North_and_South_Tensions_from_1820-1860 - 1 Missouri Compromise of 1820(political \u25cf leading up to the Missouri Compromise of 1820 tensions began to

North_and_South_Tensions_from_1820-1860 - 1 Missouri...

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1. Missouri Compromise of 1820 (political) leading up to the Missouri Compromise of 1820, tensions began to rise between pro-slavery and anti- slavery factions within the U.S. Congress and across the country. They reached a boiling point after Missouri’s 1819 request for admission to the Union as a slave state, which threatened to upset the delicate balance between slave states and free states. To keep the peace, Congress orchestrated a two-part compromise, granting Missouri’s request but also admitting Maine as a free state. It also passed an amendment that drew an imaginary line across the former Louisiana Territory, establishing a boundary between free and slave regions that remained the law of the land until it was negated by the Kansas-Nebraska Act of 1854. The Missouri Compromise was criticized by many southerners because it established the principle that Congress could make laws regarding slavery. 2. Nat Turner’s Rebellion ( social/culture) Nathanial “Nat” Turner (1800-1831) was a black American slave who led the only effective, sustained slave rebellion (August 1831). He was born on the Virginia plantation of Benjamin Turner, who allowed him to be instructed in reading, writing, and religion. An insurrection was planned, aborted, and rescheduled for August 21,1831, when he and six other slaves killed the Travis family, managed to secure arms and horses, and enlisted about 75 other slaves in a disorganized insurrection that resulted in the murder of 51 white people. Afterwards, Turner hid nearby successfully for six weeks until his discovery, conviction, and hanging at Jerusalem, Virginia, along with 16 of his followers. 3. Compromise of 1850 (political) The Compromise of 1850 was a package of five separate bills passed by the United States Congress in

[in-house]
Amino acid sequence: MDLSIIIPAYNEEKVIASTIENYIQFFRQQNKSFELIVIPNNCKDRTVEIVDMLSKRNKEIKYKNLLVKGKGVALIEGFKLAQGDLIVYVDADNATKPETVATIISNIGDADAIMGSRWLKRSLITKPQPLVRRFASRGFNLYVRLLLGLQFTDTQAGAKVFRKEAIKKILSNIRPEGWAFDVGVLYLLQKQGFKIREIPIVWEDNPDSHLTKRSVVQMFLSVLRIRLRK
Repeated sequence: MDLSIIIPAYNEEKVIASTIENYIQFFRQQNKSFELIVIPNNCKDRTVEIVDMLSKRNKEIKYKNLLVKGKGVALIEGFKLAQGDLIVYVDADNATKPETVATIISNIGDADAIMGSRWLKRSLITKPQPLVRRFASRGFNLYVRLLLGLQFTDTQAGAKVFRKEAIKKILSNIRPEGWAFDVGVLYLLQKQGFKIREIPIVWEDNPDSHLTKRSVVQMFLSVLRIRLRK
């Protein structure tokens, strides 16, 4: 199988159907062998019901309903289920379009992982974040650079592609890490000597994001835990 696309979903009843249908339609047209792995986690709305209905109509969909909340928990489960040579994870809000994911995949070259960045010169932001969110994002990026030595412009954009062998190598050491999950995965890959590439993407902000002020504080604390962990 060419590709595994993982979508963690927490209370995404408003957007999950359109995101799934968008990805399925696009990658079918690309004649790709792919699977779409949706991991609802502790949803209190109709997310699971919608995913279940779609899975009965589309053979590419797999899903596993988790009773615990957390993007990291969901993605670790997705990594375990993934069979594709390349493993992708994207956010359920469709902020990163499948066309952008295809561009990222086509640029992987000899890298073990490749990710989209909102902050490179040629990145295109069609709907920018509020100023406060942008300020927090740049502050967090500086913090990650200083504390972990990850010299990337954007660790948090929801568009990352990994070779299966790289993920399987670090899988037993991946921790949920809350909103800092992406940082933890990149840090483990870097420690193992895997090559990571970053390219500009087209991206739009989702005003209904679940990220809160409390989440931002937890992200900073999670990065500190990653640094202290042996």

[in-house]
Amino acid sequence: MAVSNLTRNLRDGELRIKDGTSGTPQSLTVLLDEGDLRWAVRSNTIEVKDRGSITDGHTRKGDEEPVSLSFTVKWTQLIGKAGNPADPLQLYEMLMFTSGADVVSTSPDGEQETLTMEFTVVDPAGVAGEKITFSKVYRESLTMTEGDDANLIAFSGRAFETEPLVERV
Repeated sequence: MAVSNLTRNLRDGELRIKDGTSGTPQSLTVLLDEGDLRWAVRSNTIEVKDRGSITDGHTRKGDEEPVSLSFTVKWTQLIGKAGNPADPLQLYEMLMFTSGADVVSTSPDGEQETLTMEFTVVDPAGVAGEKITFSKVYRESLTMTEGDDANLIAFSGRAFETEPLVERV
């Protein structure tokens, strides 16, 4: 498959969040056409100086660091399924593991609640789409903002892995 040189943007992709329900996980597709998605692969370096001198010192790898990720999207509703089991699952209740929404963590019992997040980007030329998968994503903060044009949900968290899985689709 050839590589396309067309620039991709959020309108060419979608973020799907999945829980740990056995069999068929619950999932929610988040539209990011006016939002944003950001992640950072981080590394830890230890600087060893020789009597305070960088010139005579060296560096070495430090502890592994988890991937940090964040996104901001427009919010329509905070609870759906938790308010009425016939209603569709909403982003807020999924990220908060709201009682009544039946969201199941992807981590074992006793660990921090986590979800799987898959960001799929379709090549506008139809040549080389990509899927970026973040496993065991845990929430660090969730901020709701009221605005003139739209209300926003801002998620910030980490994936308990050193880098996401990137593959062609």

September 1850, which defused a four-year political confrontation between slave and free states on the status of territories acquired during the Mexican–American War (1846–1848). Texas surrendered its claim to New Mexico as well as its claims north of 36°30' . It retained the Texas

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